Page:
Of all the texts in the Hebrew and Christian Scriptures, perhaps no book has a more colorful history of interpretation than Isaiah. A comprehensive history of this interpretation between the prophet Malachi and the first days of Christianity, Joseph Blenkinsopp’s Opening the Sealed Book traces three different prophetic traditions in Isaiah—the “man of God,” the critic of social structures, and the apocalyptic seer.
Blenkinsopp explores the place of Isaiah in Jewish sectarianism, at Qumran, and among early Christians, touching on a number of its themes, including exile, “the remnant of Israel,” martyrdom, and “the servant of the Lord.” Encompassing several disciplines—hermeneutics, the Dead Sea Scrolls, Second Temple studies, Christian origins—Opening the Sealed Book will appeal to Jewish and Christian scholars as well as to readers fascinated by the intricate and influential prophetic visions of Isaiah.
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“The specific instantiation of this general thesis will be the interpretation of the book of Isaiah as an essential and irreplaceable factor in the legitimizing, grounding, and shaping of dissident movements in late Second Temple Judaism, with special reference to the Qumran sects and the early Christian movement. The interpretation of texts is generally understood to be a scholarly and scribal activity; it is that, but it is also a social phenomenon and, typically, a group activity.” (Page xv)
“For the author of Chronicles, therefore, Hezekiah is center-stage throughout, and Isaiah, mentioned only once in passing, is a marginal figure. He is compensated, however, by being assigned the role of the historian of the reign, in keeping with the author’s practice of citing prophetic sources at the conclusion of the reigns of several Judean kings.35 There is no allusion anywhere to Isaiah’s indictments of his contemporaries.” (Page 45)
“Christianity originated as a Palestinian Jewish sect in the mid-1st century c.e. Its origins are therefore to be sought not just in Second Temple Judaism in general but in late Second Temple sectarian Judaism.” (Page xvi)
“Here too, therefore, the profile is that of the ‘man of God’ and saint (ṣaddîq) rather than the free prophet as a critical and often destabilizing force in society.” (Page 46)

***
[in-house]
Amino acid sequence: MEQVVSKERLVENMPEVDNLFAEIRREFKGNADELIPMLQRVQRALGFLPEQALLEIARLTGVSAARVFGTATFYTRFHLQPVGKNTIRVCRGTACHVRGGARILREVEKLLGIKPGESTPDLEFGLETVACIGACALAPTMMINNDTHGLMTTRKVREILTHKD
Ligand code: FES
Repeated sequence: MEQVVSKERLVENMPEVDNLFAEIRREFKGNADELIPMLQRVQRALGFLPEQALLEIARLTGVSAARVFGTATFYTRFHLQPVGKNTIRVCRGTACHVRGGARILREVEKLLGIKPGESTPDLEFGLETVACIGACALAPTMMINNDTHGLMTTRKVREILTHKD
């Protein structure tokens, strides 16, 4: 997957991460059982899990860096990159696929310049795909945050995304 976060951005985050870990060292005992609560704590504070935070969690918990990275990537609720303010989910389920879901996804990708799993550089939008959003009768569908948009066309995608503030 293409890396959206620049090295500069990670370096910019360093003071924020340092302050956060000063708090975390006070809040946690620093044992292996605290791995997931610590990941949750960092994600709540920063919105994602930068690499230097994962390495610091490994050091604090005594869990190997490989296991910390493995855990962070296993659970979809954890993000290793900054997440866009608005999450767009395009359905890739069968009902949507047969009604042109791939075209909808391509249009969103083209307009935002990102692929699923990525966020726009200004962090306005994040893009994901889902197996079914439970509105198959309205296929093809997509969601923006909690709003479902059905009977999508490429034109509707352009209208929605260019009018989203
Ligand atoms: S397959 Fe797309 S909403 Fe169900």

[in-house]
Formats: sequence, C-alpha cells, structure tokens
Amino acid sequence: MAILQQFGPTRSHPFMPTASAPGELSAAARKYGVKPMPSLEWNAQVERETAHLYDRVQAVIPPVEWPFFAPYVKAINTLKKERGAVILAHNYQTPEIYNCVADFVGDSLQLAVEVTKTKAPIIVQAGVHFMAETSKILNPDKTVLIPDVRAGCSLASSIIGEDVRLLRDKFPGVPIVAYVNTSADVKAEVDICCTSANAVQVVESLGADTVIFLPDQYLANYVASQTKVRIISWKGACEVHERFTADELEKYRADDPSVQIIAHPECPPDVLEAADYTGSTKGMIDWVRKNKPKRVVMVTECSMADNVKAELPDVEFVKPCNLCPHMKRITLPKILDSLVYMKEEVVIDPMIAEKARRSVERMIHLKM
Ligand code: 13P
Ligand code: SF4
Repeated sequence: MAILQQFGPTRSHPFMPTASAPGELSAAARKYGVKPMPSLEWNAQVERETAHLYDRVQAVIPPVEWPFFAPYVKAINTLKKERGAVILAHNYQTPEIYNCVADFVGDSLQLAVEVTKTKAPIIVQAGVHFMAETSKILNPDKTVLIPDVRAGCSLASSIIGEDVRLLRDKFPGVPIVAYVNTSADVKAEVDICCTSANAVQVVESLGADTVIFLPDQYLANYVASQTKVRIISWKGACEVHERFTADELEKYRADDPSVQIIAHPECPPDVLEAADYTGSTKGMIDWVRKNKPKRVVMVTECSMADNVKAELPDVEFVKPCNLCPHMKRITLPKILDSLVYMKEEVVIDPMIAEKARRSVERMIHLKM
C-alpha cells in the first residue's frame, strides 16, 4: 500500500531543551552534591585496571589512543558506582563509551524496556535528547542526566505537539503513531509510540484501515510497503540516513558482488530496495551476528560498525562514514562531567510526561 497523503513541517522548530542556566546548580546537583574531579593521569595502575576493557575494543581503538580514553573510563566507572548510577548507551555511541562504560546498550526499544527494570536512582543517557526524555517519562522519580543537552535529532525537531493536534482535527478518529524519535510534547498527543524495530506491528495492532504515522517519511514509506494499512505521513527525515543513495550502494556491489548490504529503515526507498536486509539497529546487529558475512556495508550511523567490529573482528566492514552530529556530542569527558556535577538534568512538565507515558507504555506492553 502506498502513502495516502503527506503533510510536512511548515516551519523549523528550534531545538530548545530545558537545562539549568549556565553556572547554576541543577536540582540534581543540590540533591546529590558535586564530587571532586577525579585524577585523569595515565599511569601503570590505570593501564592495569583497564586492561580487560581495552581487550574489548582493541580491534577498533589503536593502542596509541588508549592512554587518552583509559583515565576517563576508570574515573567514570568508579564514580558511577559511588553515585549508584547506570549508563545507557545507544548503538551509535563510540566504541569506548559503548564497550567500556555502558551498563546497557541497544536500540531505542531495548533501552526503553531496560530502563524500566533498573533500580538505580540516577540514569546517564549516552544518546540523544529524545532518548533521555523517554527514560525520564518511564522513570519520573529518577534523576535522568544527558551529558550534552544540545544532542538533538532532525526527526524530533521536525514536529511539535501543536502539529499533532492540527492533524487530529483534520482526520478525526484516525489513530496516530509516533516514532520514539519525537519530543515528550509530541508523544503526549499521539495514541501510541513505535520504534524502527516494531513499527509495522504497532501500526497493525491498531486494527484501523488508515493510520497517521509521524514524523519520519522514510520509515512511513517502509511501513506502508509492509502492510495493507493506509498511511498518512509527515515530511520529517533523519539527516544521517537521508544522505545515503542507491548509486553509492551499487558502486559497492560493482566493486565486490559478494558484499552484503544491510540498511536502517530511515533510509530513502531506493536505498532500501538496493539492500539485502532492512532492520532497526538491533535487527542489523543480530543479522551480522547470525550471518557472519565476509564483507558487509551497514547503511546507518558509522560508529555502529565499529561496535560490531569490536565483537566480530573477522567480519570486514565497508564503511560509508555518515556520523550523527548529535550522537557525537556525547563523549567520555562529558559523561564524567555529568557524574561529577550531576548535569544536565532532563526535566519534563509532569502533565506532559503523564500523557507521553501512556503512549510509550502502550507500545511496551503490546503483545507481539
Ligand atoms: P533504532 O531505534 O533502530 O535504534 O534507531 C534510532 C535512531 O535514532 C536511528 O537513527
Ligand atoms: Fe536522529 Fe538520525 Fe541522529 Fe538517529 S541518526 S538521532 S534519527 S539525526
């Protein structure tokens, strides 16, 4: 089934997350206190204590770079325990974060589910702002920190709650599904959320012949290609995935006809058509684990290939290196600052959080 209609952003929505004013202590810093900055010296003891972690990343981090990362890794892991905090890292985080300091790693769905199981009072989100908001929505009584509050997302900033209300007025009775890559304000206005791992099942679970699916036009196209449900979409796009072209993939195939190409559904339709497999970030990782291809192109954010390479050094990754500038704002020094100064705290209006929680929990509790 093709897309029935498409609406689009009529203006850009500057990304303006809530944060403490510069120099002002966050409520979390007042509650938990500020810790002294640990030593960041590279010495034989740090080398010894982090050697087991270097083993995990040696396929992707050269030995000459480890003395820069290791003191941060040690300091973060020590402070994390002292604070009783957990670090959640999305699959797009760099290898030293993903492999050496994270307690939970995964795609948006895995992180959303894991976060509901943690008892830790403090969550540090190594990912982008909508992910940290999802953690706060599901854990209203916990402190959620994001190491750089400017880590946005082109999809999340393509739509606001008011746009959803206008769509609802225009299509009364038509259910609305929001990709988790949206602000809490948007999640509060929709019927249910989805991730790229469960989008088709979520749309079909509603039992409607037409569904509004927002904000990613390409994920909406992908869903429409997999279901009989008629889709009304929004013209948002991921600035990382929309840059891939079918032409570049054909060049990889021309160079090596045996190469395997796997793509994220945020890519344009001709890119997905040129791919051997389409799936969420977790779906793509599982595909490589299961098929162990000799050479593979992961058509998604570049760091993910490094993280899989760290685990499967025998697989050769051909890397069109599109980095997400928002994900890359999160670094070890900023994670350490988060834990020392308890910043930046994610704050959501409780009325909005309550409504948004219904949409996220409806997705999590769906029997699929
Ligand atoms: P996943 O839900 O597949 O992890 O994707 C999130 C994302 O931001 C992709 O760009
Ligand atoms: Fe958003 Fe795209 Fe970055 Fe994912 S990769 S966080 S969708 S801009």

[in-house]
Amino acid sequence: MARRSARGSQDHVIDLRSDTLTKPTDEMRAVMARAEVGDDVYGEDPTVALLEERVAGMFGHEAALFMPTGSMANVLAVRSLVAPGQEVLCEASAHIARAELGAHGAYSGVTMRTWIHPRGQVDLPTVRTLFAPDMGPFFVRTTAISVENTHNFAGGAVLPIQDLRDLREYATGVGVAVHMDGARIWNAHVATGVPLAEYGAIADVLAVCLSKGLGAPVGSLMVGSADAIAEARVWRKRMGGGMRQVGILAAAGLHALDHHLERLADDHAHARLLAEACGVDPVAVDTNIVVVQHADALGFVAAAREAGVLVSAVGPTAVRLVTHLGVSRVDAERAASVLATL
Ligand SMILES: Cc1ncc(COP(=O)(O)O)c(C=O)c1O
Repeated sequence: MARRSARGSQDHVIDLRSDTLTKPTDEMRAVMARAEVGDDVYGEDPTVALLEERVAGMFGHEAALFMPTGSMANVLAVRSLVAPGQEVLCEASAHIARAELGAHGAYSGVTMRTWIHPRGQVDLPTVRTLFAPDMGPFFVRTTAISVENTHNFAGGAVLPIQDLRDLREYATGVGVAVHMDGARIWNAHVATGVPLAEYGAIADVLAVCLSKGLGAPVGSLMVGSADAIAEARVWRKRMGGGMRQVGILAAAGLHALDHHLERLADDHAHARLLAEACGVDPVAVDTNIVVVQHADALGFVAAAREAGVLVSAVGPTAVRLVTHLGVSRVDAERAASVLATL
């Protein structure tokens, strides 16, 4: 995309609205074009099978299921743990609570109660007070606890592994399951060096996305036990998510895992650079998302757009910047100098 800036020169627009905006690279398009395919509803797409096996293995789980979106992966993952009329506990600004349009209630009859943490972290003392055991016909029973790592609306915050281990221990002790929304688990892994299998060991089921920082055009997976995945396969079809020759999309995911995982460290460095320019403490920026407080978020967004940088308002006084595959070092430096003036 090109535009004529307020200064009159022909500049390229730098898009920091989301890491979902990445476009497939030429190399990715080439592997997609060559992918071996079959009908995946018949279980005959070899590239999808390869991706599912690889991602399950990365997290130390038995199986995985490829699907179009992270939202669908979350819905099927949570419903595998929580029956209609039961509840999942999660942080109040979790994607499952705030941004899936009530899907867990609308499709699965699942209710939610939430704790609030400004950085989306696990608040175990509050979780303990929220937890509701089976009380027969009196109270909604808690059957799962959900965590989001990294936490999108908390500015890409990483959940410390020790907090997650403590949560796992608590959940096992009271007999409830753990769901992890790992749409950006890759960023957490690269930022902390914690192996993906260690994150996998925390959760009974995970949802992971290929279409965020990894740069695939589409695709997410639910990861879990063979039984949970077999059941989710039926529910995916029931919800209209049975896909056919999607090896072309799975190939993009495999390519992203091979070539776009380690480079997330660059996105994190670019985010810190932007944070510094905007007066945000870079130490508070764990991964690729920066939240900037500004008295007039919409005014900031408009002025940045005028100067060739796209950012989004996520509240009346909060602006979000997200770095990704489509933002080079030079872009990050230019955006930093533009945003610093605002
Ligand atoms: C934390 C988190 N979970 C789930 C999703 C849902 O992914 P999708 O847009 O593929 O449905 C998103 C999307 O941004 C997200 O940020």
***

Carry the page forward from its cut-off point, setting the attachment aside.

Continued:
“the prophet in the guise of apocalyptic seer who predicts and heralds the final and decisive intervention of God” (Page xvii)
This wide-ranging and original book probes the interpretation and use of the book of Isaiah in Second Temple Judaism and the New Testament. An impressive and stimulating contribution to the early history of biblical interpretation.
—John J. Collins, Holmes Professor of Old Testament, Yale University
Joseph Blenkinsopp brings his enormous learning to the use of the book of Isaiah in a later generation of Jewish and Christian reading. This important book makes two immense contributions to our learning. . . . it greatly illuminates our historical understanding of formative Jewish and Christian communities in their use of Scripture . . . it makes clear how relentlessly pluralistic is our long-term reading of Scripture that resists any single reductionist reading.
—Walter Brueggemann, professor emeritus, Columbia Theological Seminary
Blenkinsopp not only explores the history of Isaiah’s reception in early Judaism and Christianity but also uncovers the numerous links between the figure of the prophet (and his book) and Jewish apocalyptic and sectarian movements, including Christianity itself. A brilliant and largely convincing synthesis by a scholar renowned for the depth and range of his learning.
—Philip R. Davies, professor of biblical studies, University of Sheffield